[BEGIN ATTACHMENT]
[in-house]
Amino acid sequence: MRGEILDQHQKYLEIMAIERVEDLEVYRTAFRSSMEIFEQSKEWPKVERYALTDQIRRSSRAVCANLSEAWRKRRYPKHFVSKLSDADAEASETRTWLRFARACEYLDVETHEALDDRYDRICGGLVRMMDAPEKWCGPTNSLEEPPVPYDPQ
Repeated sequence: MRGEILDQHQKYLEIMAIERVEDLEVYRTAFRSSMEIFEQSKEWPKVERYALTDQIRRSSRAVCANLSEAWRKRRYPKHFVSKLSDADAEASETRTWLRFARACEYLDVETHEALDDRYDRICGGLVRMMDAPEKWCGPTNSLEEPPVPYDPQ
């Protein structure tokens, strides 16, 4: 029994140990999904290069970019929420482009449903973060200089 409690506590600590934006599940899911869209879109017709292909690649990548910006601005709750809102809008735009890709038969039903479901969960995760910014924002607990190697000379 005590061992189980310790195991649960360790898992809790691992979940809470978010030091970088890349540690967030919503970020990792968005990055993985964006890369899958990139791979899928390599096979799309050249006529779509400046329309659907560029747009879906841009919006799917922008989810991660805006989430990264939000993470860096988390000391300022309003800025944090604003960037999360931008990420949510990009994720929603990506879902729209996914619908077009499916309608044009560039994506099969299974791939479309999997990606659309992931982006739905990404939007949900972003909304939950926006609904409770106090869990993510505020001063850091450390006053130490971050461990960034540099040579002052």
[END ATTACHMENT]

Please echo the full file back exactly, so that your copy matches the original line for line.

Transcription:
[in-house]
Amino acid sequence: MRGEILDQHQKYLEIMAIERVEDLEVYRTAFRSSMEIFEQSKEWPKVERYALTDQIRRSSRAVCANLSEAWRKRRYPKHFVSKLSDADAEASETRTWLRFARACEYLDVETHEALDDRYDRICGGLVRMMDAPEKWCGPTNSLEEPPVPYDPQ
Repeated sequence: MRGEILDQHQKYLEIMAIERVEDLEVYRTAFRSSMEIFEQSKEWPKVERYALTDQIRRSSRAVCANLSEAWRKRRYPKHFVSKLSDADAEASETRTWLRFARACEYLDVETHEALDDRYDRICGGLVRMMDAPEKWCGPTNSLEEPPVPYDPQ
């Protein structure tokens, strides 16, 4: 029994140990999904290069970019929420482009449903973060200089 409690506590600590934006599940899911869209879109017709292909690649990548910006601005709750809102809008735009890709038969039903479901969960995760910014924002607990190697000379 005590061992189980310790195991649960360790898992809790691992979940809470978010030091970088890349540690967030919503970020990792968005990055993985964006890369899958990139791979899928390599096979799309050249006529779509400046329309659907560029747009879906841009919006799917922008989810991660805006989430990264939000993470860096988390000391300022309003800025944090604003960037999360931008990420949510990009994720929603990506879902729209996914619908077009499916309608044009560039994506099969299974791939479309999997990606659309992931982006739905990404939007949900972003909304939950926006609904409770106090869990993510505020001063850091450390006053130490971050461990960034540099040579002052």